I would only be able to visit that man in prison a couple of more times. But in those few times together, he and I were 1 Cor 6:9-11. And the statement that neither the “soft ones” nor the “men who lie with males” will inherit the kingdom of God became not just Law but also a promise. We sat there talking, two broken sinners who each despised ourselves, who knew what constant shame and fear feel like. Malakos and arsenokoitai, just as there must have been former child prostitutes and their former customers in the church at Corinth, bound together by the hope that one day the part of me that was victim and the part of him that was rapist would neither inherit the kingdom of God. In repentance and forgiveness we knew that one day, in the resurrection, we would finally be whole again and be exactly as God already saw us, washed and sanctified.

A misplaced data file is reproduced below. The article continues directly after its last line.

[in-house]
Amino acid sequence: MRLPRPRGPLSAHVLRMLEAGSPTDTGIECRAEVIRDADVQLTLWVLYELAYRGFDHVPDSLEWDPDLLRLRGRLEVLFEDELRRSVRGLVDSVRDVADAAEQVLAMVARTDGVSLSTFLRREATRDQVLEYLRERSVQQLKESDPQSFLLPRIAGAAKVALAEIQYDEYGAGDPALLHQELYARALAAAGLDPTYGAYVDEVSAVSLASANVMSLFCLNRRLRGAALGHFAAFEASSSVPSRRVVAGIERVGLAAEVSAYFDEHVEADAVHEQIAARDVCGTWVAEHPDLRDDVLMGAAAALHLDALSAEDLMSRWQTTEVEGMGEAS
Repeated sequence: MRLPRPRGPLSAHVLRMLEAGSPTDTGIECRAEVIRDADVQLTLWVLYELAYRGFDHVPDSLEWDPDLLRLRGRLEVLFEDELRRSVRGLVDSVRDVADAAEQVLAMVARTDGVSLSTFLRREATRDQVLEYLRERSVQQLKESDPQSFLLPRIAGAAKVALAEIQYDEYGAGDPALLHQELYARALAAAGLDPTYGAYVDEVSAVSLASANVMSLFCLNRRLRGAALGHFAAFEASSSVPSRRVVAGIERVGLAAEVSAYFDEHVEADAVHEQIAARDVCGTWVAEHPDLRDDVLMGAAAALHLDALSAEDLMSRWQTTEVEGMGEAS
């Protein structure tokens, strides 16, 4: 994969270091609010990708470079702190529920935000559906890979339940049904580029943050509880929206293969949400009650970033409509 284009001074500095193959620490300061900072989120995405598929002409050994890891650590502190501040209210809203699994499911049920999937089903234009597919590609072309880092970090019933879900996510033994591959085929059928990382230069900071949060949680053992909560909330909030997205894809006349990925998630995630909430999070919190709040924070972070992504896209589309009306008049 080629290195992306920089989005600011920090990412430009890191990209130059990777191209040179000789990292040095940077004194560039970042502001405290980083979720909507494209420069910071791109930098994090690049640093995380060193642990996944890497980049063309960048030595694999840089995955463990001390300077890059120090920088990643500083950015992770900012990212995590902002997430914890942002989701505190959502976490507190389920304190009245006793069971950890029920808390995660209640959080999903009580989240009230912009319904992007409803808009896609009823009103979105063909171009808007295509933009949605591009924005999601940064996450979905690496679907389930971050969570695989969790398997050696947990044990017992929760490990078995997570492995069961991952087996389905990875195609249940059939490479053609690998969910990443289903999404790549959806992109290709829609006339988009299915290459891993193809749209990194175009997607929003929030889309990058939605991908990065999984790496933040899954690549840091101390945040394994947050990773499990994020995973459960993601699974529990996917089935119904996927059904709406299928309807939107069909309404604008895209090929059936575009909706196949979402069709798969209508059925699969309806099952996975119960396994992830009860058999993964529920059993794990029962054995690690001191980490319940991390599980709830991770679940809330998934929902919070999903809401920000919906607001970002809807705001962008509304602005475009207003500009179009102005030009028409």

It would not change our lives. I’m still depressed and ashamed almost every day. I struggle with thoughts of suicide and self hate every bit as much as I did when I was 13. I lost track of him but the best he could hope for was that his life sentence would be served in a treatment center rather than a penitentiary. All we had to give each other was the knowledge that Christ has taken on our sin and become more broken than we ourselves, that in dying on the cross and rising from the dead, He had given us the promise that, as He was broken, in our own resurrection we would be made whole.

    Anyway, thanks for posting, it is odd how knowing others understand can help so much.

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    1. Damn. Your visits with the prisoner was a heartbreaking and beautiful story. I can only hope I would be capable of that kind of forgiveness if I ever had to face what you have. I pray you're able to find peace.

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    2. Matt, you got healing visiting that man in prison....Good for you......and for him, too.